014_EETE-VF

EETE SEPT 2013

Why hydrogen cars are suddenly back in vogue By Junko Yoshida Last July , GM and Honda announced that they will join forces to develop a common hydrogen powertrain - fuel cells and hydrogen tanks - for fuel cell vehicles. Their goal is to get those new fuel cell cars ready by 2020. Unlike electric vehicles (EVs) which use electric power stored in large lithium-ion packs, hydrogen cars use the electricity source generated by fuel cells in the electro-chemical reaction of hydrogen and air. A fuel-cell car’s only tailpipe emission is water vapour. Despite this technology’s obvious advantages over EVs (better range, faster fuelling time), the automotive industry has a history of on-again off-again love affairs with fuel cells. Car manufacturers and market analysts tend to blame the slow progress of fuel cell car development on the absence of a network of hydrogen refuelling stations, each estimated to cost $1 million to $2 million. But setting the infrastructure issue aside, why suddenly are we seeing a flurry of renewed hydrogen activity? Government regulations. In 2004, when the market research firm ABI Research made a radical downward revision in its forecast for fuel cell cars, the firm’s then director of energy research, Atakan Ozbek, predicted that the industry would not begin real growth without clearer government commitments at both national and local levels. The automotive companies today know that later this decade they must meet much stricter CO2 regulations set by governments in the United States, Europe, and Japan. Along with the fuel-cell revival, hybrid, plug-in hybrid, and battery-powered vehicles are part of the push to meet the same regulations. Clearly, no company is putting all its eggs in one basket. Longer distance and faster refuelling time In revealing the alliance with GM, Honda president Takanobu Ito said, “Among all zero-CO2 emission technologies, fuel-cell electric vehicles have a definitive advantage with range and refuelling time that is as good as conventional gasoline cars.” Similarly, GM CEO Dan Akerson said in his statement, “We are convinced this is the best way to develop this important technology.” Akerson added that such vehicles can help curb petroleum dependence and underpin sustainable mobility. The two companies also made it clear that they will work together by jointly lobbying for an expanded network of hydrogen fuel stations. Those that exist in the United States are currently clustered mainly in California. Shared technologies with EVs Another key element encouraging auto companies to take a second look at fuel-cell cars is that some of the technologies already developed for their battery-electric cars can be shared with fuel-cell cars. Industry experts point out that fuel-cell vehicles share similar electric motors to power the wheels, brakes that capture power when stopping, software, and related electronics. GM and Honda are both considered pioneers in fuel-cell technology, armed with a large number of patents in the field. However, their competitors have already jumped on the fuel-cell bandwagon earlier this year. Toyota Motor Corp. and BMW AG in January set up a fuel-cell production alliance. Daimler AG, Ford Motor Co., and Nissan Motor Co. also in January said they would jointly develop a line of affordable fuel-cell electric cars for sale as early as 2017. Flexible touch sensor system as thin as 2μm, feather light By Julien Happich Wit hin the framewor k of the Japan Science and Technology Agency’s (JST) Exploratory Research for Advanced Technology (ERATO) project, researchers have developed what they claim to be the world’s lightest and thinnest flexible touch sensor system. With a sheet density of only 3g/m2 and built on a 1.2μm thin plastic foil, the 48x48mm prototype features an array of 144 sensors and could well be suited for healthcare and medical applications where conformable sensor sheets could minimize patient discomfort. Professor Takao Someya, Associate Professor Tsuyoshi Sekitani, Dr. Martin Kaltenbrunner, University of Tokyo, and their coworkers also believe the sensors could find applications as a form of electronic skin in robotics or prosthetics. The international research team developed a novel technique to form a high-quality 19nm-thick insulating layer on the rough surface of a 1.2μm-thick polymeric film. In spite of being very thin, the organic transistor ICs exhibited extraordinary robustness. In fact, when deposited on a rugged substrate, the sensors could withstand 233% of tensile strain (stretched up to double their original size) while retaining full functionality. The bend radius of 5 micron means the sheet of sensors can also be squashed up into a ball while retaining its electrical properties. These extremely thin and practically imperceptible sensors could open up a wide range of new applications in fields ranging from healthcare and biomedicine to welfare. Source: University of Tokyo 14 Electronic Engineering Times Europe September 2013 www.electronics-eetimes.com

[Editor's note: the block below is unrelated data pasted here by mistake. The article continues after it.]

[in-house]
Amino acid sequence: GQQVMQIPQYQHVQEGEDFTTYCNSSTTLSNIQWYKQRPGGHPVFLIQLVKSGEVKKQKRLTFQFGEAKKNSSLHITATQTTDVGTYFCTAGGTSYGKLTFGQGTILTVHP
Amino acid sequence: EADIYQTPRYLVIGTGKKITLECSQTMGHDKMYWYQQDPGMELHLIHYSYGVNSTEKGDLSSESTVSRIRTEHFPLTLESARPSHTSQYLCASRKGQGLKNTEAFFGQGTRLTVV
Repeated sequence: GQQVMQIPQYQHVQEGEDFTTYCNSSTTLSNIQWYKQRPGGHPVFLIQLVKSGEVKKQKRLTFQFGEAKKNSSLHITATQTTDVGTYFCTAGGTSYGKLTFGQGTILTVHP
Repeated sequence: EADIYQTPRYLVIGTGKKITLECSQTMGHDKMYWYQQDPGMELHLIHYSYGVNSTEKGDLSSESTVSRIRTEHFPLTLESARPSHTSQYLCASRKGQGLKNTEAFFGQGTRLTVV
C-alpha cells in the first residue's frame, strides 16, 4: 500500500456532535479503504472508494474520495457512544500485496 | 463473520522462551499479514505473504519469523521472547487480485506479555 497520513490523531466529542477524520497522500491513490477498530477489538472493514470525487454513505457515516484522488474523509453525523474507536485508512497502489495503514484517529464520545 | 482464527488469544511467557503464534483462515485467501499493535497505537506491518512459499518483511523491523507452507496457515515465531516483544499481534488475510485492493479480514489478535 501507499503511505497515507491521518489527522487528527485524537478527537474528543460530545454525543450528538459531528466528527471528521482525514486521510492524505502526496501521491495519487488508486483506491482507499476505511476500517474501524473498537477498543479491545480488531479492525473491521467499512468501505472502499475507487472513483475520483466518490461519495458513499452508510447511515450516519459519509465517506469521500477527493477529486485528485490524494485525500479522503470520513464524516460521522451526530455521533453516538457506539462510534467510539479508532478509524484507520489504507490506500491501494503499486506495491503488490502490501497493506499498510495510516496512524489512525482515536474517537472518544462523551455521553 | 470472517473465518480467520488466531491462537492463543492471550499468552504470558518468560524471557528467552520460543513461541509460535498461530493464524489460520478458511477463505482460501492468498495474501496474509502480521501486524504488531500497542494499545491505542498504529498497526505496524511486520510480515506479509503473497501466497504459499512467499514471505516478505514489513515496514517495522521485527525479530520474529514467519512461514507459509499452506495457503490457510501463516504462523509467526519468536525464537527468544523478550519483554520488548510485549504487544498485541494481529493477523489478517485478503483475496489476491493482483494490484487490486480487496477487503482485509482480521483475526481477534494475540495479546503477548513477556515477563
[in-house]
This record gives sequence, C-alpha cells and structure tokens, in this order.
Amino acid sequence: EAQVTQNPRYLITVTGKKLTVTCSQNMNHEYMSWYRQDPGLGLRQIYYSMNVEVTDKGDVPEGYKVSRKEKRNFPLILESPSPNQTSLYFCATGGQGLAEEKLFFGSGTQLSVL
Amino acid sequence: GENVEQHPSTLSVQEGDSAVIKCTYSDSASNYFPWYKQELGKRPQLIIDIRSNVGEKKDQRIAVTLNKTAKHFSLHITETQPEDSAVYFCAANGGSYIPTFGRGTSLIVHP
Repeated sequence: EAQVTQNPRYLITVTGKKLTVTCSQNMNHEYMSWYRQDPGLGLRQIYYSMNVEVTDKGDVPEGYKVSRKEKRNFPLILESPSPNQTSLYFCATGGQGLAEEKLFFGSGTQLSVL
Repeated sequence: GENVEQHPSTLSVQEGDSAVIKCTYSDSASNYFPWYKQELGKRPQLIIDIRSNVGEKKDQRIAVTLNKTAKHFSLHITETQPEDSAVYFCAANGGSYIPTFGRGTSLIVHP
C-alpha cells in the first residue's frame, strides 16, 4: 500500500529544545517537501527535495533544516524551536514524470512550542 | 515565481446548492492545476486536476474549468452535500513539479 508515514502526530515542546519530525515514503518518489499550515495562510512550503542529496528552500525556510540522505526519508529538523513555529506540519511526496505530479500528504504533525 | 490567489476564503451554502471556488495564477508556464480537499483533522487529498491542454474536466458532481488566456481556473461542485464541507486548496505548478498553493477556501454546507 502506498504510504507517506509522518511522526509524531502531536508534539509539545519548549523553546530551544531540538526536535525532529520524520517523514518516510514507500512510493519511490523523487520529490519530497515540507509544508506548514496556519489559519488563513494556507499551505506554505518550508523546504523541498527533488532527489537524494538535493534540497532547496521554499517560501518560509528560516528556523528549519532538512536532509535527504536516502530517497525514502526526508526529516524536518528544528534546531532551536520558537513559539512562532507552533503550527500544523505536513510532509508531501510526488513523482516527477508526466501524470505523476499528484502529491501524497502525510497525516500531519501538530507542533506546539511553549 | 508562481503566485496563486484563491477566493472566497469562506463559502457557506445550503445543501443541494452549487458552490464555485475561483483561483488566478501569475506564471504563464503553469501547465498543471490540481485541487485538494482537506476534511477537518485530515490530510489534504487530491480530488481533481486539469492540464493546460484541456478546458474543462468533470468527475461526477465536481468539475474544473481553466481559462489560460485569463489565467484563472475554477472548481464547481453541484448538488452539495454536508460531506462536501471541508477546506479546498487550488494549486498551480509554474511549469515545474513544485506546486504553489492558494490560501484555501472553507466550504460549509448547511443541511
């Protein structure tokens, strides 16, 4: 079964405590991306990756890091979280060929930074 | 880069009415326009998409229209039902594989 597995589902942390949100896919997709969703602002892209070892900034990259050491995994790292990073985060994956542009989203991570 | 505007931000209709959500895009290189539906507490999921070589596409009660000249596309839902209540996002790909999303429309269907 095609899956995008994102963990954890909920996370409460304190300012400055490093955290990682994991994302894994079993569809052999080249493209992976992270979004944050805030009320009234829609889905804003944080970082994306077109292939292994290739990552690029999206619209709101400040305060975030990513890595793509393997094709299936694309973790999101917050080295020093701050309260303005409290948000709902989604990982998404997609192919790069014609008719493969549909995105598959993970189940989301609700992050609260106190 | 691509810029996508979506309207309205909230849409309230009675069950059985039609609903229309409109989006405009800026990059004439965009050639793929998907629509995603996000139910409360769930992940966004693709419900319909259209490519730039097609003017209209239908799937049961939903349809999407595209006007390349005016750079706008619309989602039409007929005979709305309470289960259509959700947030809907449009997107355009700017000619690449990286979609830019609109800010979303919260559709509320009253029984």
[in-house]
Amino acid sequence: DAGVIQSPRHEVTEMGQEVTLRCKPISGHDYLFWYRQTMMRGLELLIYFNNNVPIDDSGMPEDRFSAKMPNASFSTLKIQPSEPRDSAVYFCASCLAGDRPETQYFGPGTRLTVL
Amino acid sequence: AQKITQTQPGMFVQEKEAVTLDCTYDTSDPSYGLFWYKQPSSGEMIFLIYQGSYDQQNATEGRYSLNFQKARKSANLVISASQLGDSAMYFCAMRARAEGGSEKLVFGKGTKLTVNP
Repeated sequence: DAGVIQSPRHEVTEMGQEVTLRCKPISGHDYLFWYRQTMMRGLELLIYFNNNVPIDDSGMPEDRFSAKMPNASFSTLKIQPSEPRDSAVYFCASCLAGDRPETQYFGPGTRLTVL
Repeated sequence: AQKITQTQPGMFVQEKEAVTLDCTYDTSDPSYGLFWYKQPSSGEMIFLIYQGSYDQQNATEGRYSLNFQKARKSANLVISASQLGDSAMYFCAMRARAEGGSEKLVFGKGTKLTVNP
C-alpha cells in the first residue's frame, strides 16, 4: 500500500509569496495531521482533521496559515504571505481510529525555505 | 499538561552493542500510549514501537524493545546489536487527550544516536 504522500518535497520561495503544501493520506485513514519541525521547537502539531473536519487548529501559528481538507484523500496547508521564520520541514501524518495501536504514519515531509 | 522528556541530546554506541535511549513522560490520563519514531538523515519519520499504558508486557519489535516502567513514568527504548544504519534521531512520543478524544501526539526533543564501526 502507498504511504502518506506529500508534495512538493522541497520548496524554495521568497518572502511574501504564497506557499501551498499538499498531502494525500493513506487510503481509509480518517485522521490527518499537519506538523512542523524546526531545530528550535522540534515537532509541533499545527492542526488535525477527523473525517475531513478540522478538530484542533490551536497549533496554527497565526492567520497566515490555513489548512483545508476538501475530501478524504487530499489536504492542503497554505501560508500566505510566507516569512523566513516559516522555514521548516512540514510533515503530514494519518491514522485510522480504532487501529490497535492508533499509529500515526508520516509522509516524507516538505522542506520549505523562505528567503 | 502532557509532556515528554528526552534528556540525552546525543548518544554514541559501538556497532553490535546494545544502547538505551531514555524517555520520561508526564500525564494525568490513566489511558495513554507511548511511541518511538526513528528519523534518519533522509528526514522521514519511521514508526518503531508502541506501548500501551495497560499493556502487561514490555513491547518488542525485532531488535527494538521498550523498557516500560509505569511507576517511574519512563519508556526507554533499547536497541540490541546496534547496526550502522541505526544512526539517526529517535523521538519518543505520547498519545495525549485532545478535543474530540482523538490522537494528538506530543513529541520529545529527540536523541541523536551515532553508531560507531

EETE SEPT 2013
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